Question: Explain how water becomes a renewable resource.
Answer: Three-fourth of the earth’s surface is covered with water, but only a small proportion of it accounts for freshwater that can be put to use. This freshwater is mainly obtained from surface run off and ground water that is continually being renewed and recharged through the hydro-logical cycle. All water moves within the hydro-logical cycle ensuring that water is a renewable resource.
Question: What is water scarcity and what are its main causes?
Answer: Water scarcity is the shortage of water but it is not only associated with regions having low rainfall or those that are drought prone. The availability of water resources varies over space and time, mainly due to the variations in seasonal and annual precipitation, but water scarcity in most cases is caused by over- exploitation, excessive use and unequal access to water among different social groups.
Question: Compare the advantages and disadvantages of multi-purpose river projects.
Answer: Regulating and damming of rivers affect their natural flow causing poor sediment flow and excessive sedimentation at the bottom of the reservoir, resulting in rockier stream beds and poorer habitats for the rivers’ aquatic life. Dams also fragment rivers making it difficult for aquatic fauna to migrate, especially for spawning. It has great ecological consequences like salinisation of the soil. At the same time, it has transformed the social landscape i.e. increasing the social gap between the richer landowners and the landless poor.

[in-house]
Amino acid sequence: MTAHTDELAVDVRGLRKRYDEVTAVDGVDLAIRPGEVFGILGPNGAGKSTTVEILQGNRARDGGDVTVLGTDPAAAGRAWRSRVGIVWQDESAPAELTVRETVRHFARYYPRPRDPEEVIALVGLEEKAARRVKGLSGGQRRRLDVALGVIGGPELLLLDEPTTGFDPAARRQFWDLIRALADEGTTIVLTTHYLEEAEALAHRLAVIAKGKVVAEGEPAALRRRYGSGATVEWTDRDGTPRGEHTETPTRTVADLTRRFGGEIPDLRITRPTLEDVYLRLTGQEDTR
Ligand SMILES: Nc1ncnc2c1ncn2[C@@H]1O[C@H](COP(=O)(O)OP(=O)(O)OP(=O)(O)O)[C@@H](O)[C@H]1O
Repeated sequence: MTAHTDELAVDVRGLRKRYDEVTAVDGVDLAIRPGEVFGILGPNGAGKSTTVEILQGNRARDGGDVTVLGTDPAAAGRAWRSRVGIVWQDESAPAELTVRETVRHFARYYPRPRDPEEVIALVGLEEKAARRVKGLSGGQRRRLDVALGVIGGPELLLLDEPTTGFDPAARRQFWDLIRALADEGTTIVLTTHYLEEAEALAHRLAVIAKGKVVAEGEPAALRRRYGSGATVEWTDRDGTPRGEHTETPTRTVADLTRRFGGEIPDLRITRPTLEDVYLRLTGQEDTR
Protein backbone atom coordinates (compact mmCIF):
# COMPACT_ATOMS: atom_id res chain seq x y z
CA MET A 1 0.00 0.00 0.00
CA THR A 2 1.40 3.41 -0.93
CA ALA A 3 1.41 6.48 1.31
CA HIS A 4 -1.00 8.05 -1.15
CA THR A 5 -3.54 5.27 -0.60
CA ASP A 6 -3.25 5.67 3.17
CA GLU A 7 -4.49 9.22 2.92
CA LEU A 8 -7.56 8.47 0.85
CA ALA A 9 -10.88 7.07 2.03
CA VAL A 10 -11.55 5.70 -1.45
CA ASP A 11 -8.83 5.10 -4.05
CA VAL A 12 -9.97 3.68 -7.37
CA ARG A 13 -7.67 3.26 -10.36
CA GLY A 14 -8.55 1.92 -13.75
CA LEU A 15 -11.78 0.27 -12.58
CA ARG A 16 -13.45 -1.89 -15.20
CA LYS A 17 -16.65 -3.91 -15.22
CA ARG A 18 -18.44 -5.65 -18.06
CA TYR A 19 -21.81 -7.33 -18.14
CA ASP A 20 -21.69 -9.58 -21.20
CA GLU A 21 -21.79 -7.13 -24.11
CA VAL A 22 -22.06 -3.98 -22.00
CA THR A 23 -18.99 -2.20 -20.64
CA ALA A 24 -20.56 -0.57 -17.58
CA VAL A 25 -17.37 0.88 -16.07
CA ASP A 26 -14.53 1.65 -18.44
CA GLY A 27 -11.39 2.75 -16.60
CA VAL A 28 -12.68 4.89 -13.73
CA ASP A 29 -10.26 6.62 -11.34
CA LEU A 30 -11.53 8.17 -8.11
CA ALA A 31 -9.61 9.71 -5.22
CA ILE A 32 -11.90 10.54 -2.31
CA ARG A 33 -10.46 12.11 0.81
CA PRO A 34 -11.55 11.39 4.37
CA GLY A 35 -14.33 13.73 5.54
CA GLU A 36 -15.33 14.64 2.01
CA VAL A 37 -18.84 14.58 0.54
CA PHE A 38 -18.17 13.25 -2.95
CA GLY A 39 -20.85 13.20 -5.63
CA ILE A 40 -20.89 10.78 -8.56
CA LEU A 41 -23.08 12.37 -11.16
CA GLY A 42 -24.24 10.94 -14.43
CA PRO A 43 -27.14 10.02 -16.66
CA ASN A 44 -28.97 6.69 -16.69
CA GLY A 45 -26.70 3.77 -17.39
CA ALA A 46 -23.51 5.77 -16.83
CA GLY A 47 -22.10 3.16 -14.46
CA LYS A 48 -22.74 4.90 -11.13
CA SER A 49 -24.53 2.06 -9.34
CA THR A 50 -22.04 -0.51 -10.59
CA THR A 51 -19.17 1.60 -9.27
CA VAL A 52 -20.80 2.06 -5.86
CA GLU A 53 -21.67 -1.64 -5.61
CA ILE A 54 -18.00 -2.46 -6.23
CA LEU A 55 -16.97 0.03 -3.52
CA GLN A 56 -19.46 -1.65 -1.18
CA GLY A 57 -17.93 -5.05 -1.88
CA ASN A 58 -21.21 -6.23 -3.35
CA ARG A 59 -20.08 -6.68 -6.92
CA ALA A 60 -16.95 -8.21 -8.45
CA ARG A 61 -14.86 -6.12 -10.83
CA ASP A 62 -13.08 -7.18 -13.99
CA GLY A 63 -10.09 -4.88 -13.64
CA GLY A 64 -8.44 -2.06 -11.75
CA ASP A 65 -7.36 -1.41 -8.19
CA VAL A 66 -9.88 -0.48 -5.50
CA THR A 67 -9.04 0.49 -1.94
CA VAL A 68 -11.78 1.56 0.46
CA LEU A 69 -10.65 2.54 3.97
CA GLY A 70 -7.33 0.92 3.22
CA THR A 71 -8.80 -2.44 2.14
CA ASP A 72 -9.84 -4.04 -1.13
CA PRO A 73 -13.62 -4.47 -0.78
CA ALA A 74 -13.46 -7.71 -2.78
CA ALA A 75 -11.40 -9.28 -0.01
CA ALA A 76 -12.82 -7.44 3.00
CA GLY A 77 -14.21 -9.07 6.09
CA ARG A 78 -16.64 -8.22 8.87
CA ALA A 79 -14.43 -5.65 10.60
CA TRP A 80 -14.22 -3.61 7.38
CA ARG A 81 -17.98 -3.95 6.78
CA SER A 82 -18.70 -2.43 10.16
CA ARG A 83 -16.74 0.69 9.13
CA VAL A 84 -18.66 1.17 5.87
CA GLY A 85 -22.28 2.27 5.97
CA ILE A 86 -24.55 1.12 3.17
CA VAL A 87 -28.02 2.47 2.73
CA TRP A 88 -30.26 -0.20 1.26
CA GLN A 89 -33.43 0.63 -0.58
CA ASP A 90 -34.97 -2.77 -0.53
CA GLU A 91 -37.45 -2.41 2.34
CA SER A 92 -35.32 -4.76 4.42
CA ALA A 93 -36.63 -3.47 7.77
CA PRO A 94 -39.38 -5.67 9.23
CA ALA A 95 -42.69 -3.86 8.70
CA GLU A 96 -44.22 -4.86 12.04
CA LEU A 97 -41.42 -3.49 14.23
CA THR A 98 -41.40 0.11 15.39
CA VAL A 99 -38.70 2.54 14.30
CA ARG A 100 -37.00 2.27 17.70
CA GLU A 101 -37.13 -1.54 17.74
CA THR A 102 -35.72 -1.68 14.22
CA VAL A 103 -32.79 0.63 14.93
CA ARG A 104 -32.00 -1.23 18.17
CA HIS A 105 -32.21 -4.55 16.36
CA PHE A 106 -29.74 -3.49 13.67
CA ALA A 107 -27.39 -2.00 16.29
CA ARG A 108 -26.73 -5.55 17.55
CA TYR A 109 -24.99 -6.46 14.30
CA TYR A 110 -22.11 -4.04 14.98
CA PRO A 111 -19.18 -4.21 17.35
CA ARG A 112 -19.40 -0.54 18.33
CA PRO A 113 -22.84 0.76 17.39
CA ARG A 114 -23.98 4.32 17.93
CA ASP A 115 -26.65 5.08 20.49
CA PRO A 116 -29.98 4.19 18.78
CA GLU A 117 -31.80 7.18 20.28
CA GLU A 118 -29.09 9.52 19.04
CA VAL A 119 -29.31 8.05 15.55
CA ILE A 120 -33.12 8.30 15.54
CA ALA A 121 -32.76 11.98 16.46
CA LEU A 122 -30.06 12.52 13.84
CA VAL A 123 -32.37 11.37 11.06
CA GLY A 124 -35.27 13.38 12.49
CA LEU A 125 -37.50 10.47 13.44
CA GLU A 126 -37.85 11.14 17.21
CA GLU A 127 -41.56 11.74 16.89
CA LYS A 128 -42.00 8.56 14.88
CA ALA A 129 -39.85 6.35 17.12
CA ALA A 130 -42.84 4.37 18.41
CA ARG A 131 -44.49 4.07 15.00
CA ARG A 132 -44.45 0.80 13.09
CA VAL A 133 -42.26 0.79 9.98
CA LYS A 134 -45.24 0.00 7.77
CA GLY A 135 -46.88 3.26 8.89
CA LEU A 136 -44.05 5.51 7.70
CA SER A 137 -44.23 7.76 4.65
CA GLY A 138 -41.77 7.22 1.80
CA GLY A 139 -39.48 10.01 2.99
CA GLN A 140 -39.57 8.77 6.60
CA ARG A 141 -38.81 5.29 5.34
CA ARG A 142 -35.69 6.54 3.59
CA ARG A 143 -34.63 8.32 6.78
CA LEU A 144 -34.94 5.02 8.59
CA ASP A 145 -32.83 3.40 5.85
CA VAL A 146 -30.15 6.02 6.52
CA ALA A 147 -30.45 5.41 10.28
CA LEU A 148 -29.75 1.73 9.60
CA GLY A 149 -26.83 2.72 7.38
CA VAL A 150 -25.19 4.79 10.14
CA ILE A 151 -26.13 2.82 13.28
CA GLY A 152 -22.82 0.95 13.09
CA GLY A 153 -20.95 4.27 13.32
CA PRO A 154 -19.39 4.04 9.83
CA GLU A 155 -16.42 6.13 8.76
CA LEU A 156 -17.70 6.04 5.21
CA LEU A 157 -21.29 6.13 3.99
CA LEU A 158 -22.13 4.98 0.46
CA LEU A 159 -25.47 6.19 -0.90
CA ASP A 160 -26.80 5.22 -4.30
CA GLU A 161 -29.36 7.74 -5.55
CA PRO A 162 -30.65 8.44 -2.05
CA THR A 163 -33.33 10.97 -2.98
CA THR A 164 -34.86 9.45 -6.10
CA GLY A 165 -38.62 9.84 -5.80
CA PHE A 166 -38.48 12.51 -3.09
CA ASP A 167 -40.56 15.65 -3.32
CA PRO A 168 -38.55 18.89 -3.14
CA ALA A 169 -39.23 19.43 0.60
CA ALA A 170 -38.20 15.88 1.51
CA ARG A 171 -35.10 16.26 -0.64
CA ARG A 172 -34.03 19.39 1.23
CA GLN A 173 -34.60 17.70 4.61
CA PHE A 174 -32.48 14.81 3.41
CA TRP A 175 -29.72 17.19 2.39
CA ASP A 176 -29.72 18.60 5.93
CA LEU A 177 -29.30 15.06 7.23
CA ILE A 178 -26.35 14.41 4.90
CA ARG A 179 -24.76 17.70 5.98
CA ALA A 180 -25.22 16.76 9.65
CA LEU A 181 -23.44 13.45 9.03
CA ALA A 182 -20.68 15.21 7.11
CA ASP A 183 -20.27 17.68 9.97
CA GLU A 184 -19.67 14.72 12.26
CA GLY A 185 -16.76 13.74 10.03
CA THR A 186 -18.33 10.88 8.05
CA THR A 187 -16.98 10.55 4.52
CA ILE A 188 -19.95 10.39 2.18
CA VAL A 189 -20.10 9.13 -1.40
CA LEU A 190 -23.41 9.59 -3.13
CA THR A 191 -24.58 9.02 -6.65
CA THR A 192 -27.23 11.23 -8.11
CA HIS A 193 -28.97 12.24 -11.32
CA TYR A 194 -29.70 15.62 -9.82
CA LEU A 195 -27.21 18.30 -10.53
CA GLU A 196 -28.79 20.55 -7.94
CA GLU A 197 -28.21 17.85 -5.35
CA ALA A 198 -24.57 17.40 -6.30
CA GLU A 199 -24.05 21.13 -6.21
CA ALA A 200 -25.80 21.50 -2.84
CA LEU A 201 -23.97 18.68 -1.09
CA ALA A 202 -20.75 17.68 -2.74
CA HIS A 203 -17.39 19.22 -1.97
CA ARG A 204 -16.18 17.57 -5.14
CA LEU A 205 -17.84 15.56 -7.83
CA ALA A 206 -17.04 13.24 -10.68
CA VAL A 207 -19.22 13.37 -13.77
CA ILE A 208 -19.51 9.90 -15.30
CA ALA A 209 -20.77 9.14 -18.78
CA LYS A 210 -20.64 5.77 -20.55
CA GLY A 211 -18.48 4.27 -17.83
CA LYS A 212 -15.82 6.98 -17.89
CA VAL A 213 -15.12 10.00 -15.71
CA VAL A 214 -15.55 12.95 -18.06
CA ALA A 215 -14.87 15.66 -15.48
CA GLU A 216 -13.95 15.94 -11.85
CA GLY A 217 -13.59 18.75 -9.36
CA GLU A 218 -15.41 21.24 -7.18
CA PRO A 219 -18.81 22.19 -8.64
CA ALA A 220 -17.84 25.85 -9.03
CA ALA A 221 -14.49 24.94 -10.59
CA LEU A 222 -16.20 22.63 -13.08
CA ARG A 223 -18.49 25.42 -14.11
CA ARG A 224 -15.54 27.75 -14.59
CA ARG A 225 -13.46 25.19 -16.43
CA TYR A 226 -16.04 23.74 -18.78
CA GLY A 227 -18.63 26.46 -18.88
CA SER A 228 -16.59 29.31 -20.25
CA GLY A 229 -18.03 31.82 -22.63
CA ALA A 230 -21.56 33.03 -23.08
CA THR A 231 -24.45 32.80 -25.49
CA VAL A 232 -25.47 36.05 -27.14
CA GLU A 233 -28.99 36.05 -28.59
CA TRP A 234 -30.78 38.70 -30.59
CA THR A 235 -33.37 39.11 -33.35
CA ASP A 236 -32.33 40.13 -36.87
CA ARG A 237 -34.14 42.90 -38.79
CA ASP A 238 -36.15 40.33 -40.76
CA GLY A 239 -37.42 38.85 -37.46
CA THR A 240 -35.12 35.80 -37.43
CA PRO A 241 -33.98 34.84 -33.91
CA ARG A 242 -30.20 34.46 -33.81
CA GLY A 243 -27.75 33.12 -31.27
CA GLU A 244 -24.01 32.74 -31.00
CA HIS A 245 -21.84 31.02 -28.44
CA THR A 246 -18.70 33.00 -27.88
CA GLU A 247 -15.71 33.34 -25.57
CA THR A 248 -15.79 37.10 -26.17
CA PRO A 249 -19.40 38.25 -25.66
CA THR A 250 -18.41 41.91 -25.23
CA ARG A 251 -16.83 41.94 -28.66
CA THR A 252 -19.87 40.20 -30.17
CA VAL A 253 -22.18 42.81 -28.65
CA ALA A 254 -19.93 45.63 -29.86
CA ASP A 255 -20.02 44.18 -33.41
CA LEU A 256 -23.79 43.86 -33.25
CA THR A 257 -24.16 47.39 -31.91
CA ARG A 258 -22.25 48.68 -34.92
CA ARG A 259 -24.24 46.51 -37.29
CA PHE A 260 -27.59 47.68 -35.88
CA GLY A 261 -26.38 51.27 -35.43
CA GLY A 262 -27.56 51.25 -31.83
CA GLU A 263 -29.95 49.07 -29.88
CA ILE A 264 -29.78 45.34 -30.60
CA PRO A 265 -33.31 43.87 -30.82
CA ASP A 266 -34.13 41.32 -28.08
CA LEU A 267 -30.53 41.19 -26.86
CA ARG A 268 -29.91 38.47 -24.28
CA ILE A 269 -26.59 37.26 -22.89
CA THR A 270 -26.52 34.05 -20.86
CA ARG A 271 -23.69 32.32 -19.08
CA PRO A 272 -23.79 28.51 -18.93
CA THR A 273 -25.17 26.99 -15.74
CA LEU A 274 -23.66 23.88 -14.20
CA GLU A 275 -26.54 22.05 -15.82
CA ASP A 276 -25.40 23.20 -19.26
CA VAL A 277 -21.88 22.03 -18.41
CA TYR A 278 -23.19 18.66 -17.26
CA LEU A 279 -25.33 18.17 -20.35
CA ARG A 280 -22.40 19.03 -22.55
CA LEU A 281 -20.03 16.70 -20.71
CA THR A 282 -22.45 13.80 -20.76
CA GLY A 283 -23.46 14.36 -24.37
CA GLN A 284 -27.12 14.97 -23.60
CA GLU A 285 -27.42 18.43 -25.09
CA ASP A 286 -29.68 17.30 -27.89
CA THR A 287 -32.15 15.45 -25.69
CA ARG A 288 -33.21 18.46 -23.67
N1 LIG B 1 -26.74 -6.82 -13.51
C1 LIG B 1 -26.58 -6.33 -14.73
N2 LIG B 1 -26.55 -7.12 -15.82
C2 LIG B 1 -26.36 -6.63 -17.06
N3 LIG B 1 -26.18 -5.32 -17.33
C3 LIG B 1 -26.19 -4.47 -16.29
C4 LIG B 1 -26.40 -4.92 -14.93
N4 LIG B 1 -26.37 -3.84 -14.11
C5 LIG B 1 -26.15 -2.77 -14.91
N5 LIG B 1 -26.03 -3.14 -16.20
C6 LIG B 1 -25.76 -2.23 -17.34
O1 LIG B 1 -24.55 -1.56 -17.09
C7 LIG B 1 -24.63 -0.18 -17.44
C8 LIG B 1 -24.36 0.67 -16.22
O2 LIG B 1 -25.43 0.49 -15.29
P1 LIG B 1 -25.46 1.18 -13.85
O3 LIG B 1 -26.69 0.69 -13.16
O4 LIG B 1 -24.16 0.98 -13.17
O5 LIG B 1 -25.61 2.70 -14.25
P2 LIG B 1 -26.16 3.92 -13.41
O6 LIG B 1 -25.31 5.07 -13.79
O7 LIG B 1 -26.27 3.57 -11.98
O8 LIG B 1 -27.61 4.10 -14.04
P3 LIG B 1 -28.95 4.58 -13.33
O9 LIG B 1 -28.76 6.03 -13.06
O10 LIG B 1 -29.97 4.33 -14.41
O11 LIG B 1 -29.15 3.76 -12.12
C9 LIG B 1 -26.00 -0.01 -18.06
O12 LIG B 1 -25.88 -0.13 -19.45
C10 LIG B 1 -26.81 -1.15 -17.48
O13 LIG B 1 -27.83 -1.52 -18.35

The dams that were constructed to control floods have triggered floods due to sedimentation in the reservoir. Moreover, the big dams have mostly been unsuccessful in controlling floods at the time of excessive rainfall.
It was also observed that the multi-purpose projects induced earthquakes, caused waterborne diseases and pests and pollution resulting from excessive use of water.
Question: Discuss how rainwater harvesting in semi-arid regions of Rajasthan is carried out.
Answer: In the semi-arid and arid regions of Rajasthan, particularly in Bikaner, Phalodi and Barmer, almost all the houses traditionally had underground tanks or tanks for storing drinking water. The tanks could be as large as a big room. The tankas were part of the well-developed rooftop rain water harvesting system and were built inside the main house or the courtyard. They were connected to the sloping roofs of the houses through a pipe. Rain falling on the rooftops would travel down the pipe and was stored in these underground ‘tankas’. The first spell of rain was usually not collected, as this would clean the roofs and the pipes. The rainwater from the subsequent showers was then collected.
The rainwater can be stored in the tankas till the next rainfall making it an extremely reliable source of drinking water when all other sources are dried up, particularly in the summers. Rainwater, or palar pani, as commonly referred to in these parts, is considered the purest form of natural water. Many houses constructed underground rooms adjoining the ‘tanka’ to beat the summer heat as it would keep the room cool.
Question: Describe how modern adaptations of traditional rainwater harvesting methods are being carried out to conserve and store water.